Difan Zou
Bloomberg Ph.D. Fellow Difan Zou

Each of these three projects offers a unique contribution to its field and demonstrates significant business viability. Further information about each project can be found below.

Looking back at our earlier Ph.D. Fellows’ work

The four 2019-2020 Ph.D. Fellows all completed their internships. They and the five 2018-2019 Ph.D. Fellows have all had their fellowships renewed. To date, the Fellows have published more than 20 papers during their fellowship, with many of them including Bloomberg mentors as co-authors. Some of this past year’s examples include:

  • Cornell University’s Tianze Shi, who worked with Senior Research Scientists Igor Malioutov & Ozan Irsoy on “Semantic Role Labeling as Syntactic Dependency Parsing,” a paper accepted to The 2020 Conference on Empirical Methods in Natural Language Processing (EMNLP 2020).
  • The University of Massachusetts Amherst’s Katherine Keith, who worked with her mentors Christoph Teichmann and Edgar Meij, as well as her Ph.D. advisor Brendan O’Connor, on “Uncertainty over Uncertainty: Investigating the Assumptions, Annotations, and Text Measurements of Economic Policy Uncertainty,” a paper which was accepted to the NLP+CSS 2020 Workshop at EMNLP 2020.
  • The University of Virginia’s Huazheng Wang, who worked with Bloomberg’s Qian Zhao and Shubham Chopra and UVA’s Professor Hongning Wang on “Global and Local Differential Privacy for Collaborative Bandits,” which was published at the Fourteenth ACM Conference on Recommender Systems (RecSys 2020).
  • Johns Hopkins University’s Hongyuan Mei, whose paper “Neural Datalog Through Time: Informed Temporal Modeling via Logical Specification” was written with Bloomberg’s Minjie Xu and JHU’s Professor Jason Eisner. Published during the Thirty-Seventh International Conference on Machine Learning (ICML 2020), this paper was recently highlighted in FORTUNE’s Eye on A.I. newsletter.
  • Shruti Rijhwani of the Language Technologies Institute at Carnegie Mellon University published “Temporally-informed Analysis of Named Entity Recognition” at the 58th Annual Meeting of the Association for Computational Linguistics (ACL 2020) with her co-author Daniel Preoţiuc-Pietro.

Another unique aspect of collaborating with the Data Science Fellows is that Bloomberg’s researchers also get to work closely with the fellows’ Ph.D. advisers during the process, all the way from idea generation to paper writing, so this program benefits them as professionals in the field as well.

“During my collaboration with Hongyuan, I found the interactions I had with Professor Jason Eisner, his Ph.D. advisor who is a well-respected pioneering thinker and renowned researcher in the field, to be hugely insightful and eye-opening,” noted Xu. “Having such an opportunity to work closely with leading figures in the field is certainly a very rewarding experience for AI researchers like me.”

In recognition of this – and the current challenges facing academia in light of the pandemic – Bloomberg offered each of the Fellows’ academic advisors an unrestricted gift of $15,000 to help support their student and the doctoral work which Bloomberg is funding.

Bloomberg Data Science Fellowship Recipients, 2020-21

Out of 102 applications from doctorate students at universities in the United States, Canada, European Economic Area (EEA), European Union (EU), United Kingdom or Switzerland, a committee of Bloomberg’s data scientists from across the organization selected these three new Fellows for the 2020-2021 academic year:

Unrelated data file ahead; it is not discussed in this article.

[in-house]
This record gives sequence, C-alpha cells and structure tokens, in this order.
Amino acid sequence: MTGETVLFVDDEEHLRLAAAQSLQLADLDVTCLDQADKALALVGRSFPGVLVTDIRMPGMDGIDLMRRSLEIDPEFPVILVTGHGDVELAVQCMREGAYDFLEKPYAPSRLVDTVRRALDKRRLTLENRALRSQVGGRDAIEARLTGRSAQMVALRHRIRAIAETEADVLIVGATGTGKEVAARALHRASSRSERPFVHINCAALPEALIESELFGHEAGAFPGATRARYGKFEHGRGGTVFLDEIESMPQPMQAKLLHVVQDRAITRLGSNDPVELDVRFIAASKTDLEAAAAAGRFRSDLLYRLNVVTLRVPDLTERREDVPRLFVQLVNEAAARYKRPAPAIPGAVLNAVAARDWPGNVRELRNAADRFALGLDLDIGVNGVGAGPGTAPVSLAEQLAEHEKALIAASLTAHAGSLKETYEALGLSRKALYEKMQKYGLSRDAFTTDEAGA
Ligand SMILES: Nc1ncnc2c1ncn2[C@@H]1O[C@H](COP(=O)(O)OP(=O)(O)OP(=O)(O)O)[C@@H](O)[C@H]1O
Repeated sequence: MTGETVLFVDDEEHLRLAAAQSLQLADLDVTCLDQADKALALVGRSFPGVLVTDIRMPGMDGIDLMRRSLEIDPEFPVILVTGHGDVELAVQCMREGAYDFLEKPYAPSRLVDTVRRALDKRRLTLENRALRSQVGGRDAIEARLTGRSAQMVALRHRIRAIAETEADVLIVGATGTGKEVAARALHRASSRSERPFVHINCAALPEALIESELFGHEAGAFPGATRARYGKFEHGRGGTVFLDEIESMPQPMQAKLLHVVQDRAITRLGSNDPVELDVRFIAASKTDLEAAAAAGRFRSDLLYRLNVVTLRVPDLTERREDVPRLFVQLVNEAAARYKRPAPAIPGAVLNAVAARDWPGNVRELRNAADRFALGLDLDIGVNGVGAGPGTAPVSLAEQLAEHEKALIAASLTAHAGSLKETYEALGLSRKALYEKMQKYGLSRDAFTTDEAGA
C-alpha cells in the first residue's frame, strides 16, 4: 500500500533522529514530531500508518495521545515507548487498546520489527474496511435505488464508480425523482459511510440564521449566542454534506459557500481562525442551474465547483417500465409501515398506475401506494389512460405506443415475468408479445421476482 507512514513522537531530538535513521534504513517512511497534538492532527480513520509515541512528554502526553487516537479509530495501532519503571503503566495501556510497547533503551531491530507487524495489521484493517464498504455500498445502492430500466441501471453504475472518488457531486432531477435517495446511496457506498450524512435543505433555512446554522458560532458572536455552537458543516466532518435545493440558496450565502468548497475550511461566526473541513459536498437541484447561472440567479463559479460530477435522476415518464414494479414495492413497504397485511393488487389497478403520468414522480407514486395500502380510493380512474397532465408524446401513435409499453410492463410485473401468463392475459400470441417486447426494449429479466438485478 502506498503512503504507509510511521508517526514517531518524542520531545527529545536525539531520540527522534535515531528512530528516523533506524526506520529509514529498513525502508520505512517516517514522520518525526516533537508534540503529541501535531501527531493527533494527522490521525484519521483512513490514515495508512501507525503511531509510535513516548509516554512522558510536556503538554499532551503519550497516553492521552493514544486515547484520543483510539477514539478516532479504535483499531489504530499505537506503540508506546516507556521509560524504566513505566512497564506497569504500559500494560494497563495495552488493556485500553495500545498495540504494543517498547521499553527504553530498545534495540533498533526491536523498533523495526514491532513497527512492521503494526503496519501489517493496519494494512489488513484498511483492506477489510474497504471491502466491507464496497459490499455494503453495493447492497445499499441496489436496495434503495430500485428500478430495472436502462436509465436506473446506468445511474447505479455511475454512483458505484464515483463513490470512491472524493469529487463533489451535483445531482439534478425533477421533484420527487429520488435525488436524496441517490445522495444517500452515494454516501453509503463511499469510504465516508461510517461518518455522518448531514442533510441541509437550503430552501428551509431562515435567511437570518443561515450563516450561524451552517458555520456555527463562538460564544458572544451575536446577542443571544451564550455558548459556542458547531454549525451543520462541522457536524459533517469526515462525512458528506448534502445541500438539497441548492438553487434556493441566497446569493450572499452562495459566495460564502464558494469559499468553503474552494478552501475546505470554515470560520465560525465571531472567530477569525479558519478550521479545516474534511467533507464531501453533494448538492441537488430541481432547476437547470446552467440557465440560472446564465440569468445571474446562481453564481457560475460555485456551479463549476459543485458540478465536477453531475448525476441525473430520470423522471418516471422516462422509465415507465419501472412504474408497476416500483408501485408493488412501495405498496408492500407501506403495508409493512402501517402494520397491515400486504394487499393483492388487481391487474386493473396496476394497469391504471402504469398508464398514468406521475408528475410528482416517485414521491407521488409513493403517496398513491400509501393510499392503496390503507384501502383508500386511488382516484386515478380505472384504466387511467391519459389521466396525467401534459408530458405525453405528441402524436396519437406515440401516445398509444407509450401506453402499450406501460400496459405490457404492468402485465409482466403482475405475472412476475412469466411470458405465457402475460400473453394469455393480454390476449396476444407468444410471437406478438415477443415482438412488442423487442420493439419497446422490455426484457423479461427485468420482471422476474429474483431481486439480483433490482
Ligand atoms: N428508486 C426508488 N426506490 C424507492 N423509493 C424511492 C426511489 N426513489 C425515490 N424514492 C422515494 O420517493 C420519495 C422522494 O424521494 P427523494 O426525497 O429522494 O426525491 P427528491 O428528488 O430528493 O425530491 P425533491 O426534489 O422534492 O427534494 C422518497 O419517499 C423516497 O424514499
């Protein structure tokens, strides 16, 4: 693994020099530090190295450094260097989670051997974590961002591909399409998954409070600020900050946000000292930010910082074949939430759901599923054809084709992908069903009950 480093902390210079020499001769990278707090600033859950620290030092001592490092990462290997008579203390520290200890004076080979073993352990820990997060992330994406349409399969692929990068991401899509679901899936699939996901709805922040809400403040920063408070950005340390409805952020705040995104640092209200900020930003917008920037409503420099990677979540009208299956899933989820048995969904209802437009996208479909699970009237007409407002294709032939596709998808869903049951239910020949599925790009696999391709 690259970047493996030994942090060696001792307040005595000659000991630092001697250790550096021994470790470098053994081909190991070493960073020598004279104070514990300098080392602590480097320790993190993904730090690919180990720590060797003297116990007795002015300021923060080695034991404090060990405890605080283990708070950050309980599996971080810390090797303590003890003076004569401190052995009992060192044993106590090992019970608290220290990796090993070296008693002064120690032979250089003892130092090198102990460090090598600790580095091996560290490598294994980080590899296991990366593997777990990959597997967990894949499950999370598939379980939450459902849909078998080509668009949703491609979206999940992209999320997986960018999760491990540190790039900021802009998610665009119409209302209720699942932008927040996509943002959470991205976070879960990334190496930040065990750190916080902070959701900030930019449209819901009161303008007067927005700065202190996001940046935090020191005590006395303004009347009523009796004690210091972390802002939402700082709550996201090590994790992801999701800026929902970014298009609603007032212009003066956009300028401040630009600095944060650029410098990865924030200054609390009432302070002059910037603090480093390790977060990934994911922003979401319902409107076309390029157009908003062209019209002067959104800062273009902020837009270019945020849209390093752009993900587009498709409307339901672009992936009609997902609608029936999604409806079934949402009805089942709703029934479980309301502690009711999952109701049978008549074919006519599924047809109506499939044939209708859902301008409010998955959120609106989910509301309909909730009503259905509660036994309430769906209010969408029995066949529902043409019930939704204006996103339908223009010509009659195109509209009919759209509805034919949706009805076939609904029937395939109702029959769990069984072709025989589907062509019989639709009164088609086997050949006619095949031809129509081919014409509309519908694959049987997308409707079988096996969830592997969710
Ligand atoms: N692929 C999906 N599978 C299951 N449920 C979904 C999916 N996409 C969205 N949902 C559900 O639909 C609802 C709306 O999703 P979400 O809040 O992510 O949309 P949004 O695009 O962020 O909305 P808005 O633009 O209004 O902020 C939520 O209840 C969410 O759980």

Sheena Panthaplackel (University of Texas at Austin)
Learning to Facilitate the Interplay between Natural Language and Software
Software developers use various forms of natural language throughout the development process, such as search queries, comments, issue reports, and commit messages. Broadly speaking, my research is focused on understanding and supporting the role of such natural language elements in order to help developers with tasks like program comprehension, code maintenance, and issue resolution. Recently, I have been working on a machine-learning-based system that aims to reduce time-consuming confusion and vulnerability to bugs by keeping developers informed with up-to-date documentation in software projects.

Alexander Spangher (University of Southern California)
Rich Human-in-the-Loop News Article Generation
Computational journalism is an emerging field seeking to model traditional journalistic processes — in story finding, production, distribution, and evaluation — and offer enhancements using computational approaches. Such advances come at a critical time: journalists’ ability to play a watchdog role in society is severely endangered by industry contraction and budget shortfalls. I seek to use NLP to approach problems in Computational Journalism. Firstly, to help journalists find interesting documents and sources using corpora not typically analyzed in NLP research, like government filings, court cases, and law text. Secondly, to help editors analyze and improve the current news report by monitoring aspects not typically considered, for example source diversity and breadth of coverage. Thirdly, by defining problems, collecting datasets, and inspiring other AI/NLP researchers to embrace this emerging, socially beneficial field.

Difan Zou (University of California, Los Angeles)
Towards More Efficient and Robust Training of Graph Convolutional Networks for Large-Scale Recommender Systems
Graph convolutional networks have achieved state-of-the-art performances on many recommender system benchmarks. Their rapidly increasing size also brings in huge difficulties in training models due to high computational and memory costs. Additionally, the graph structure and node features are typically noisy, incomplete, or even corrupted. The goal of my research will be addressing these problems by developing scalable, efficient, and robust GCN training algorithms for large-scale recommender systems.

We are grateful to the 2020-2021 Fellows for their effort and commitment, and look forward to supporting their work in the year ahead.